School Superintendent Julia Espe likes to refer to a quotation from Israeli teacher Haim Ginott: “Children are like wet cement. Whatever falls on them makes an impression.” For the past several years, Espe has been endeavoring to ensure that whatever “falls” on the students in her Princeton, Minnesota school district
By Scott Sterling Our students are stressed out. The causes are many (too many activities, too much pressure, not enough down time, etc.), but they have very little ability throughout the day to just “be”, to clear their minds and focus their attention inward rather than outward. The practice of
By Scott Sterling This is the second in a series about noticing when students aren’t engaged with a lesson and what to do about it. Each installment of the series corresponds to a grade level. This week: middle school. Middle school has a reputation as the toughest level to teach.
By Scott Sterling We’ve been talking a lot about students developing hypotheses and how that can add rigor to your classroom activities. Mostly, these lessons have resembled the scientific process, even if they could be converted to use in the other subject areas. Investigative tasks are a bit different. They
By Scott Sterling Providing students autonomy in learning tasks is a key component of rigor. Tasks are simply less rigorous when students receive more guidance and less productive struggle. There are many ways to generate that autonomy, but key among them is providing tasks in which students have to choose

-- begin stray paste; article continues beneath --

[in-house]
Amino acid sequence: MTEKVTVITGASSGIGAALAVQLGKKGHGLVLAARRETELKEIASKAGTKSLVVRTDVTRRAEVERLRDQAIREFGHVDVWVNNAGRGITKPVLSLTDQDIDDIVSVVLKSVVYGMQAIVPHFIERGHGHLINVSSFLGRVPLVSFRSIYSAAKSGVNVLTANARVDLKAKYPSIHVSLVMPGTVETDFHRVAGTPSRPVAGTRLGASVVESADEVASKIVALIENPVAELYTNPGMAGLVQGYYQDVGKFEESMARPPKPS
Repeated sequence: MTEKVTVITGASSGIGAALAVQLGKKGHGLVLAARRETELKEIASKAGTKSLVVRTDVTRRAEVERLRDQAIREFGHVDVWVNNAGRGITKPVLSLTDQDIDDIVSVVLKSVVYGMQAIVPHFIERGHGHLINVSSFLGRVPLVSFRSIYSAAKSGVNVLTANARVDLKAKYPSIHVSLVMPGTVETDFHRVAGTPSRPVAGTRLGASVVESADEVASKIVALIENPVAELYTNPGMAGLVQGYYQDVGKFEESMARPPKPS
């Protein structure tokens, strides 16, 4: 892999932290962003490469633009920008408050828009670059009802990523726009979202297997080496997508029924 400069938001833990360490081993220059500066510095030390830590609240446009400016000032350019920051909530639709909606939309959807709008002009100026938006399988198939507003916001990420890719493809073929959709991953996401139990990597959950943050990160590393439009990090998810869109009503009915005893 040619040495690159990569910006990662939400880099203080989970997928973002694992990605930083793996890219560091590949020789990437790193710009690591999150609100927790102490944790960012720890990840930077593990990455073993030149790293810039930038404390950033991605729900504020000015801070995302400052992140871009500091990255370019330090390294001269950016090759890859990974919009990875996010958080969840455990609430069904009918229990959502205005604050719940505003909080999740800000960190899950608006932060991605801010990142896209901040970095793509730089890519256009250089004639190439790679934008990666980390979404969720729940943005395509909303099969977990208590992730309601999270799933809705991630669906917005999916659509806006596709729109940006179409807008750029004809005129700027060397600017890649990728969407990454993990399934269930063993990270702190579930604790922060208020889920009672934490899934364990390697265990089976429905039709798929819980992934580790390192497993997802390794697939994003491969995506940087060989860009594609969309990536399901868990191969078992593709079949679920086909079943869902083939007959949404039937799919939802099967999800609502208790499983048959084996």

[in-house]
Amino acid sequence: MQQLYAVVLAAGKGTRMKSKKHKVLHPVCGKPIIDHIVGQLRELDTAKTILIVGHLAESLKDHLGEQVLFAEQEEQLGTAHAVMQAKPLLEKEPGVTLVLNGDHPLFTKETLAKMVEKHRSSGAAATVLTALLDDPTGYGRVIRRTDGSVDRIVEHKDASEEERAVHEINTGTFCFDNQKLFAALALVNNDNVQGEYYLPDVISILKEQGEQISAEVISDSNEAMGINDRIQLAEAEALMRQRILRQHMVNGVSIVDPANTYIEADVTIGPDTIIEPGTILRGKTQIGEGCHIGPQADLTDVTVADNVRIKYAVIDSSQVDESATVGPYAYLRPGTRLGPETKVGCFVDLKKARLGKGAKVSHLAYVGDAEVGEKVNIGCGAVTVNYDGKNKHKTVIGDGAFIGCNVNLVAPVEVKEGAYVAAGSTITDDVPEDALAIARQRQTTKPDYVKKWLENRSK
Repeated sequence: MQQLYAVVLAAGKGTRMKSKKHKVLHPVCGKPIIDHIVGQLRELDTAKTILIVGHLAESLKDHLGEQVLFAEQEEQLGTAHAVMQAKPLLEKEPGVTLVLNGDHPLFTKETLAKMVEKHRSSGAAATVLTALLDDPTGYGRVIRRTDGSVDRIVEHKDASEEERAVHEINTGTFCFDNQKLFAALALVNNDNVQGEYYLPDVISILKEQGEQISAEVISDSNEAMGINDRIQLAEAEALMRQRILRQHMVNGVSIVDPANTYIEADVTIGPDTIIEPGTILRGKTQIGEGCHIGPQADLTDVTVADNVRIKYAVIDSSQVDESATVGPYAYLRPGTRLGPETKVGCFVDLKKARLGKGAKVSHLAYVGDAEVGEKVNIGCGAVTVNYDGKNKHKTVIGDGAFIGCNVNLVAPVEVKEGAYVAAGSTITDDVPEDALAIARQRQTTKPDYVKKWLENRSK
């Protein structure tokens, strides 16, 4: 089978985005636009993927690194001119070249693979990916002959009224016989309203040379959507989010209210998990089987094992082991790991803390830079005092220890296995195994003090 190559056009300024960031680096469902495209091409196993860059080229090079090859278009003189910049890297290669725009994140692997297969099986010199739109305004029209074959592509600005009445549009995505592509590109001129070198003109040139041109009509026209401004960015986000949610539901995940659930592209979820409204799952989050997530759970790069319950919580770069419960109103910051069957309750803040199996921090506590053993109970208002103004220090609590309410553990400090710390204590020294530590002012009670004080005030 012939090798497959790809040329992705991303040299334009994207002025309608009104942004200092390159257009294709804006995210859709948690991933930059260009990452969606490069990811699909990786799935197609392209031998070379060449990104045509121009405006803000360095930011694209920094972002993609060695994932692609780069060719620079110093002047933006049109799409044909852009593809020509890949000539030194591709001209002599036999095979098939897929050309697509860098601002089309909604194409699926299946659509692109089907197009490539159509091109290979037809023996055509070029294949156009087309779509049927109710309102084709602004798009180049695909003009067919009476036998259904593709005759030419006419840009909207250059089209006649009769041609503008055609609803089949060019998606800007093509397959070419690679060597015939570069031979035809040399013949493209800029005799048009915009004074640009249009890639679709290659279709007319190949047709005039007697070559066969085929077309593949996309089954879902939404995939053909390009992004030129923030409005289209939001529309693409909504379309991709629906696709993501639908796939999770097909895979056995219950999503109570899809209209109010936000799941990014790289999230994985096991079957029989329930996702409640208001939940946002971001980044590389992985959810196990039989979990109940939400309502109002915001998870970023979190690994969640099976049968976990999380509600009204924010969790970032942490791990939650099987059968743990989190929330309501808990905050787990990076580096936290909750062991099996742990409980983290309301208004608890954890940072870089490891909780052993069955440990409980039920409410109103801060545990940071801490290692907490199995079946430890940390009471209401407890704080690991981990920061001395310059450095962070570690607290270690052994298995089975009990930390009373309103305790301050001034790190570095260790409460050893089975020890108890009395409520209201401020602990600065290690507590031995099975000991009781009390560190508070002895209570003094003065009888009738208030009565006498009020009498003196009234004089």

By Scott Sterling As we are all familiar by now, one of rigor’s most important components is autonomy for students. Part of working autonomously is the opportunity for students to reflect on what’s working, what’s not, and where they go from here. This level of metacognition rarely comes as an
By Scott Sterling Most teachers choose to use their in-class time to deliver new content. The thinking is that students will naturally struggle, productively or otherwise, when they encounter the unknown. When that struggle occurs, the teacher wants to be there. In correlation, homework is reserved for practice. But isn’t
By Scott Sterling If you’re in the field of mindset management, business has been very good. To recap, the current thinking in education is that people, in general, have one of two mindsets. In a “fixed mindset,” you believe people are born with certain attributes and they will never change.